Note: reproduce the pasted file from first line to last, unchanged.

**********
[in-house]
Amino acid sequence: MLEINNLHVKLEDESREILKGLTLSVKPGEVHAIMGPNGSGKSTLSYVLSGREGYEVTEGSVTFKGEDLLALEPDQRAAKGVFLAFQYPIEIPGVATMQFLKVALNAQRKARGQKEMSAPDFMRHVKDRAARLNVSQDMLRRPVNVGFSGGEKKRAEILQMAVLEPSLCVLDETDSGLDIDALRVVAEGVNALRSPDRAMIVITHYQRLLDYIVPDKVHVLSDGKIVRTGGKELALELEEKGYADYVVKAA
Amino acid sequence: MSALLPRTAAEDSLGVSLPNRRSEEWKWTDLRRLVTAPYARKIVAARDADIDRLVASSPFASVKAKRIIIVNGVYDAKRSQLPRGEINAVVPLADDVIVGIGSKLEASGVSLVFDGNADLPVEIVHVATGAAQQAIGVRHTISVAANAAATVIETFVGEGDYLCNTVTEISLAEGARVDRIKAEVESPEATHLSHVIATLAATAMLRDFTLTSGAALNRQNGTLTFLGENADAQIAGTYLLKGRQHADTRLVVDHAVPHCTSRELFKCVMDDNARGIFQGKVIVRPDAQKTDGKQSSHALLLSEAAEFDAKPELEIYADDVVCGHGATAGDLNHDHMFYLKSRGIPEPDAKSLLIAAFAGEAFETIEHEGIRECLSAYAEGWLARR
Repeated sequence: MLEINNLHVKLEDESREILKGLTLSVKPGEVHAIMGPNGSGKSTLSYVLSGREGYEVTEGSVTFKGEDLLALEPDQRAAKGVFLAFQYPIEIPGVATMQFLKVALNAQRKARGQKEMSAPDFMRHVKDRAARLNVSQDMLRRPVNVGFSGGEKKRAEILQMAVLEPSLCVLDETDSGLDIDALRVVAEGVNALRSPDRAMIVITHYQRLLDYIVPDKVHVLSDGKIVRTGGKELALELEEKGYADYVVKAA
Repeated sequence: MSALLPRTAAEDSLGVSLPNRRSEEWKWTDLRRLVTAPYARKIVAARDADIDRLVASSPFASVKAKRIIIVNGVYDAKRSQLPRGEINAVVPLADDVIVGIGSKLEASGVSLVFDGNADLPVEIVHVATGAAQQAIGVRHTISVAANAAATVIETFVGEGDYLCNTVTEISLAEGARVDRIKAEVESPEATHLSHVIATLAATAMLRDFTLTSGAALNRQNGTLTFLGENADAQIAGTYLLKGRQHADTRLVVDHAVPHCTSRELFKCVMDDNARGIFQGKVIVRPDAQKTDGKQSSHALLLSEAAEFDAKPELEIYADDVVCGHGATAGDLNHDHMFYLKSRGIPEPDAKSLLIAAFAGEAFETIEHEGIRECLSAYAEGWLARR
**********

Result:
[in-house]
Amino acid sequence: MLEINNLHVKLEDESREILKGLTLSVKPGEVHAIMGPNGSGKSTLSYVLSGREGYEVTEGSVTFKGEDLLALEPDQRAAKGVFLAFQYPIEIPGVATMQFLKVALNAQRKARGQKEMSAPDFMRHVKDRAARLNVSQDMLRRPVNVGFSGGEKKRAEILQMAVLEPSLCVLDETDSGLDIDALRVVAEGVNALRSPDRAMIVITHYQRLLDYIVPDKVHVLSDGKIVRTGGKELALELEEKGYADYVVKAA
Amino acid sequence: MSALLPRTAAEDSLGVSLPNRRSEEWKWTDLRRLVTAPYARKIVAARDADIDRLVASSPFASVKAKRIIIVNGVYDAKRSQLPRGEINAVVPLADDVIVGIGSKLEASGVSLVFDGNADLPVEIVHVATGAAQQAIGVRHTISVAANAAATVIETFVGEGDYLCNTVTEISLAEGARVDRIKAEVESPEATHLSHVIATLAATAMLRDFTLTSGAALNRQNGTLTFLGENADAQIAGTYLLKGRQHADTRLVVDHAVPHCTSRELFKCVMDDNARGIFQGKVIVRPDAQKTDGKQSSHALLLSEAAEFDAKPELEIYADDVVCGHGATAGDLNHDHMFYLKSRGIPEPDAKSLLIAAFAGEAFETIEHEGIRECLSAYAEGWLARR
Repeated sequence: MLEINNLHVKLEDESREILKGLTLSVKPGEVHAIMGPNGSGKSTLSYVLSGREGYEVTEGSVTFKGEDLLALEPDQRAAKGVFLAFQYPIEIPGVATMQFLKVALNAQRKARGQKEMSAPDFMRHVKDRAARLNVSQDMLRRPVNVGFSGGEKKRAEILQMAVLEPSLCVLDETDSGLDIDALRVVAEGVNALRSPDRAMIVITHYQRLLDYIVPDKVHVLSDGKIVRTGGKELALELEEKGYADYVVKAA
Repeated sequence: MSALLPRTAAEDSLGVSLPNRRSEEWKWTDLRRLVTAPYARKIVAARDADIDRLVASSPFASVKAKRIIIVNGVYDAKRSQLPRGEINAVVPLADDVIVGIGSKLEASGVSLVFDGNADLPVEIVHVATGAAQQAIGVRHTISVAANAAATVIETFVGEGDYLCNTVTEISLAEGARVDRIKAEVESPEATHLSHVIATLAATAMLRDFTLTSGAALNRQNGTLTFLGENADAQIAGTYLLKGRQHADTRLVVDHAVPHCTSRELFKCVMDDNARGIFQGKVIVRPDAQKTDGKQSSHALLLSEAAEFDAKPELEIYADDVVCGHGATAGDLNHDHMFYLKSRGIPEPDAKSLLIAAFAGEAFETIEHEGIRECLSAYAEGWLARR